American slavery was a dynamic institution. And though slavery was mainly a system of labor, those who toiled in the fields and catered to the most private needs and desires of slaveholders were more than just workers. Although utterly obvious, it must be reiterated that the enslaved were indeed people. In fact, the nature and diversity of the institution of slavery ensured that bondpeople would experience enslavement quite differently. Aiming to highlight the variety of conditions that affected a bondperson’s life as a laborer, Swing the Sickle examines the workaday and interior lives of the enslaved in two plantation communities in Georgia—Glynn County in the lowcountry and Wilkes in the piedmont east of Athens.
DAINA RAMEY BERRY
The Price for their Pound of Flesh is the first book to explore the economic value of enslaved men, women, and children in the American domestic slave trade, from before they were born until after their death, in both public and private market transactions and appraisals. How was a slave’s price determined? How did planters and traders establish values for enslaved people with specific ages, specific skills, or specific health conditions? Studies of the domestic slave trade rarely discuss the economic meaning and social significance of the market values and appraisals assigned to enslaved people. When they do discuss slave prices, the focus has mostly been on prime male slaves. This study examines slave prices of women, men, and children during their entire “lifecycle,” including preconception, infancy, childhood, adolescence, adulthood, the senior years, and postmortem.
DAINA RAMEY BERRY
At the turn of last century Eugene C. Barker, Distinguished Professor of History at the University of Texas at Austin, conducted research on the illegal slave trade in Texas. Barker sought to unveil the obscure history of slave smuggling in Texas and he set out to collect information pertaining to that subject. Interested in the nineteenth century, particularly in the period from 1808 to the 1865 when the international slave trade was officially abolished and slavery ended in the United States, Barker wrote numerous letters to elderly residents of Texas asking for their recollections on anything related to the illegal slave trade in Texas during that period.In March 1902, 80-year-old Sion R. Bostick, from San Saba County, replied to Barker with a letter containing a wealth of information.
MARIA ESTHER HAMMACK
In addition to written records of slave narratives, we can now listen to the former bondpeople talk about their experience with the peculiar institution. The Library of Congress has a collection entitled “Voices from the Days of Slavery” which contains nearly seven hours of audio recordings of formally enslaved men and women. These audio files are the original recordings of WPA interviews that were used to compose the written slave narratives. As my students often say, it’s even more chilling to hear former slaves recount their experiences of slavery than to read their autobiographies in an edited collection. The audio files are revealing in that one can hear the questions posed and answered in their original form. Historians can compare the questions asked, place the responses in context, and learn about omitted material. This alone allows the researcher a different lens to explore a somewhat controversial historical source.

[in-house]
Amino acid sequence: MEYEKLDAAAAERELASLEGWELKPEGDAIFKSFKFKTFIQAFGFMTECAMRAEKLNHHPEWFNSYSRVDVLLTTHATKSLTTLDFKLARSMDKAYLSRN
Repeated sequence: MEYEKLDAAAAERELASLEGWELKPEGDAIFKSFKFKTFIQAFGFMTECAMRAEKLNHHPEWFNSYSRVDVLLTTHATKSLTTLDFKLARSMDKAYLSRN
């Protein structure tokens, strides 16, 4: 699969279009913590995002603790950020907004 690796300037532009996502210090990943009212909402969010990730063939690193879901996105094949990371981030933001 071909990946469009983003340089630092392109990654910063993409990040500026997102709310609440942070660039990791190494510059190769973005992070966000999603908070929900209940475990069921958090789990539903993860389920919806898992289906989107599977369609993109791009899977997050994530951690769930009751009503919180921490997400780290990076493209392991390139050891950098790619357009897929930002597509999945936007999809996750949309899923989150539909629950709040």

DAINA RAMEY BERRY
By any measure, Frederick Douglass’s Narrative (1845) is an extraordinary document—as autobiography, anti-slavery polemic, literature, and primary text illuminating mid-nineteenth-century American life. Douglass was born a slave on the Eastern Shore of Maryland in 1818, the son of a white father and an enslaved woman. One of the most moving parts of his story revolves around his learning to read and write. Literacy opened a whole new world to him, but also embittered him, as he contemplated the injustice of slavery. In 1838 he forged his name on a pass, disguised himself as a sailor, and escaped to Massachusetts. By the 1840s he was travelling throughout the North and Great Britain, electrifying audiences with his eloquence and his compelling story of escape from bondage.I teach the Narrative in my Signature course (a seminar offered to first-year students) called “Classics in American Autobiography.” The students appreciate this text on many different levels, and eagerly engage in the discussion of a central question: How does one make a case for freedom in a time and place where many people assume slavery is a “natural” condition for a certain group of people?